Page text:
A report released Thursday by the Canadian Antarctic Survey and Canadian Natural Resources said melting ice could cause a “catastrophic” effect on the planet’s oceans.
The report says that unless a solution is found quickly, the melting of the Greenland ice sheet could affect the global oceans, affecting the entire marine environment.
The ice sheet covers the Arctic Ocean and is considered one of the most significant threats to the oceans.
It is estimated to have lost almost 1.5 billion tonnes of ice since the beginning of the century, and scientists say the ice is melting at an alarming rate.
But a report released last week by the National Academy of Sciences said it’s possible that Greenland could lose about a fifth of its ice in a few decades.
The study found that as the ice sheets retreat, the amount of sea ice on Earth would decrease, but it said it is still uncertain whether this would result in a global loss of ice.
It found that in the next 30 years, as the glaciers on Greenland melt, sea level will rise about four metres and sea levels in the North Atlantic Ocean would rise an additional 1.4 metres.
“The consequences of a major ice sheet melt could be profound, with consequences for coastal cities, coastal wetlands, the oceans, sea-level rise, and coastal erosion, among other impacts,” said the report.
The authors said that while the melting and melting of ice sheets could have devastating impacts on global sea levels, it’s difficult to quantify precisely the impacts and their impact on ecosystems.
They said the potential impacts for many species, like whales, dolphins, and sea turtles, are not clear.
“It is uncertain whether the impacts would be large enough to lead to widespread extinction,” the report said.
But the report noted that the melting could lead to the rapid disappearance of ice in the oceans and sea ice is the main indicator of ocean acidification.
The researchers said the Arctic is already seeing signs of the effect of ice melting.
The Arctic is also the home of some of the world’s largest marine ecosystems, including the world is the home to one of our most productive fisheries and one of most productive harvests, said Dr. David Begg, the director of the Department of Geography at Dalhousie University.
“We know that in some places, there are a lot of species that can go extinct,” Begg said.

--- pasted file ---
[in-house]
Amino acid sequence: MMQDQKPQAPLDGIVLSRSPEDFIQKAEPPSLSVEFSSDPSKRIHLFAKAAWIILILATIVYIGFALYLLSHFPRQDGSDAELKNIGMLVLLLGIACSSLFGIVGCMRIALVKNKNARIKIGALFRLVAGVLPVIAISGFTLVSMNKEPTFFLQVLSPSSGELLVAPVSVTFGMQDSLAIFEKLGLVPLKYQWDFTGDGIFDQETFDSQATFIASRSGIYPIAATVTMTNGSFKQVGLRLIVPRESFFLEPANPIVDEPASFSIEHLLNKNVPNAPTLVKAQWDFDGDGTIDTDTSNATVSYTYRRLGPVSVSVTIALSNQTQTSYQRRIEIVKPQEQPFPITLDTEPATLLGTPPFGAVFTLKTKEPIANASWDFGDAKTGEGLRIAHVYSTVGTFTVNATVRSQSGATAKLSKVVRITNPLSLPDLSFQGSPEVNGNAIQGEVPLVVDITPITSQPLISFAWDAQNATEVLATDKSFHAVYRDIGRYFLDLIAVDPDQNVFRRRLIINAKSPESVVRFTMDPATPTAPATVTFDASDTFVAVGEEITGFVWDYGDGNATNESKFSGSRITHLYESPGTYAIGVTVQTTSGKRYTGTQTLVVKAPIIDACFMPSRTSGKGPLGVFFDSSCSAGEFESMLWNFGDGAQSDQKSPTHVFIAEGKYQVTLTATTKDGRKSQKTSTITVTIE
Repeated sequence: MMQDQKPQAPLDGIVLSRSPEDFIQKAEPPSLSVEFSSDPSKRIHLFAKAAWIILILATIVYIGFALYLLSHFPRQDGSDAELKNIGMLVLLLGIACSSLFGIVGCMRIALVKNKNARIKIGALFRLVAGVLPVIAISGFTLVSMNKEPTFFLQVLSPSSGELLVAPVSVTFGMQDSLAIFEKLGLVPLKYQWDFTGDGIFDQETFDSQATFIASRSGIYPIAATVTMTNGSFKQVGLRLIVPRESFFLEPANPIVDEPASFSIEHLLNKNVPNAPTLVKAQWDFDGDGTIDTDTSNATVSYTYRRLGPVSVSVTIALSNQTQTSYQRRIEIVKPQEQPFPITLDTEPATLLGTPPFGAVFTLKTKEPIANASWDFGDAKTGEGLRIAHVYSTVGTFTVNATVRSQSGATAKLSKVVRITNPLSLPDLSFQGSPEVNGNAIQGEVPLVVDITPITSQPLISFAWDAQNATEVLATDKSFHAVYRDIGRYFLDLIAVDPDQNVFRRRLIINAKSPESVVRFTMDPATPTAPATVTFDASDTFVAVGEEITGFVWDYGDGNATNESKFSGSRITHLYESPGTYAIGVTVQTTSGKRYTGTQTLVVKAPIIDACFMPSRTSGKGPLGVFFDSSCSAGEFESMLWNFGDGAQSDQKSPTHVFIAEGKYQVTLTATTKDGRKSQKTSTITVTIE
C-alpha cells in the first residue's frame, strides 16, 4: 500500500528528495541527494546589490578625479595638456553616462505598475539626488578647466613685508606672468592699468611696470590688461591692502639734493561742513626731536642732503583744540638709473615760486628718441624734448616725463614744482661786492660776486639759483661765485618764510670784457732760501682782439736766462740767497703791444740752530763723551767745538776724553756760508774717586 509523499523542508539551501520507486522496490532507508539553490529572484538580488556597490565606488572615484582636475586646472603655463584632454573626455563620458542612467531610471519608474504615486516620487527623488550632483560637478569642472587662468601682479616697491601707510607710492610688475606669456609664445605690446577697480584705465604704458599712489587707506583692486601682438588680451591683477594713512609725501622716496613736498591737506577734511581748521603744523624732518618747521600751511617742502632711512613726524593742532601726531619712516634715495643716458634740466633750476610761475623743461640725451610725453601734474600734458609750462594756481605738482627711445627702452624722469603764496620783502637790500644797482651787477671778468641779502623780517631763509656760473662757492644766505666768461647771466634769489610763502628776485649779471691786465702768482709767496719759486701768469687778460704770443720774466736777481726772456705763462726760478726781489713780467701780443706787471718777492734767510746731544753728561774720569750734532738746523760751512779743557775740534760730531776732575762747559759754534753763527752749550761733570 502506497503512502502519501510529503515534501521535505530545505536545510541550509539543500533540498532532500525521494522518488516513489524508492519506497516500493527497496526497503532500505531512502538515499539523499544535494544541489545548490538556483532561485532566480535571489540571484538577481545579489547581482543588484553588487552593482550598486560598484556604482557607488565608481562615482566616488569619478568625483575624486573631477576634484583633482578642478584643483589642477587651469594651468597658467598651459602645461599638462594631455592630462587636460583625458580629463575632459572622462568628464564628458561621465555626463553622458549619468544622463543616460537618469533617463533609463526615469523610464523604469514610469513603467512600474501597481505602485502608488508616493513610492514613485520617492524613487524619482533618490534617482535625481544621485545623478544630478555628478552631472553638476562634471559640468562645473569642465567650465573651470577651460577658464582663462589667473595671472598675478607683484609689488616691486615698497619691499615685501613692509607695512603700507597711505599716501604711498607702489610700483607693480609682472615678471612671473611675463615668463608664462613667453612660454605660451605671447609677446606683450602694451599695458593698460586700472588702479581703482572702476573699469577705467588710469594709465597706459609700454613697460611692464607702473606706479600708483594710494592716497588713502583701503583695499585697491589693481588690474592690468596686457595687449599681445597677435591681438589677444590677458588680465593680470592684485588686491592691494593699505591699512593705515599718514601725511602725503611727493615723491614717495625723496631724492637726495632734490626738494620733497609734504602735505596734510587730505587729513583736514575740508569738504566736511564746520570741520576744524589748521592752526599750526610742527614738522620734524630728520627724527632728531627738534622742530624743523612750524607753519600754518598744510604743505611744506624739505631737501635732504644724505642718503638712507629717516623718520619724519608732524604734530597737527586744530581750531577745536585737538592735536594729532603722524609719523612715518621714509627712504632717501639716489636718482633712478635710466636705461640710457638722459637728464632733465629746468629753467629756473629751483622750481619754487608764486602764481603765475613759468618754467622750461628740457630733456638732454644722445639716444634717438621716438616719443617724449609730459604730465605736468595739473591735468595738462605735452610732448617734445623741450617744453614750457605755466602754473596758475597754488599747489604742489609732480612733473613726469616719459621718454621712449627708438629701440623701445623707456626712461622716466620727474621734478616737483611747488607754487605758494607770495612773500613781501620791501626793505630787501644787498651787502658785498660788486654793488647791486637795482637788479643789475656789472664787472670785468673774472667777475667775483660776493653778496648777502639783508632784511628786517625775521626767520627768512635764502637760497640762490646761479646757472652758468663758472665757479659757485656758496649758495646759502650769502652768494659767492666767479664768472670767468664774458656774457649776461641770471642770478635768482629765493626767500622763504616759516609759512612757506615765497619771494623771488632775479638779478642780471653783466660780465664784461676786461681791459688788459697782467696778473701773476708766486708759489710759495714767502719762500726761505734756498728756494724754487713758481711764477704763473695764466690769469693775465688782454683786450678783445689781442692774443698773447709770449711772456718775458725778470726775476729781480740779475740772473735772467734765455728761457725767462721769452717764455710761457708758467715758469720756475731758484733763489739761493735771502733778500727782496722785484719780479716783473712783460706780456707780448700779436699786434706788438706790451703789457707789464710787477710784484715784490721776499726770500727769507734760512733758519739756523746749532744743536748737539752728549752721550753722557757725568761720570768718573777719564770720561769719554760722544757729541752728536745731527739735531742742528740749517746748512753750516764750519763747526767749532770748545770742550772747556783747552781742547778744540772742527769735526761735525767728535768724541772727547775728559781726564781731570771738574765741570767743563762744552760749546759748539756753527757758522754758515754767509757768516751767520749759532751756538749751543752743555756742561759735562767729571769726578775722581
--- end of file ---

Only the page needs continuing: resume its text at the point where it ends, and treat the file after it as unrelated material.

“There’s a lot to lose.”
The report said a significant proportion of the Arctic’s ice could disappear in a couple of decades, with the loss of up to 30 per cent of the area.
The loss of the Antarctic ice sheet is not clear, as its location is unknown.
The melting of Greenland could increase sea levels by 1.7 metres in a decade, according to the report, and the loss could lead ocean currents and currents of the sea to slow.
“Rapidly melting ice sheets can cause the sea level to rise rapidly, which can lead to coastal erosion and flooding, particularly in coastal regions, and to a decrease in the productivity of many fisheries,” said study author Dr. Scott A. Mowat, a glaciologist at Dalawie University in Nova Scotia.
The polar ice caps, which have been melting at a rapid rate for the past few decades, are also vulnerable to the impacts of climate change.
They are melting at rates of 0.8 per cent per decade.
“They are a major sink for ocean heat, which is a major contributor to sea level rise,” Moway said.
The National Oceanic and Atmospheric Administration is also monitoring changes in the ice sheet, and has said that changes in ice sheets will impact climate.
But its researchers said that the rate at which the ice has melted and the rate of the melting is also changing.
The Greenland ice cap has lost an average of 0,848 square kilometres (9,819 square miles) per year over the last century, with an average loss of 1.2 square kilometres per year, according the report by the researchers.
The average rate of loss is about 1 square kilometre per year.
Scientists say it’s important to understand the process that’s taking place to make decisions about what happens next.
“In a lot more ways, the world will be better off if we learn from what happened in Greenland,” said Professor Chris Field, from the University of Leeds.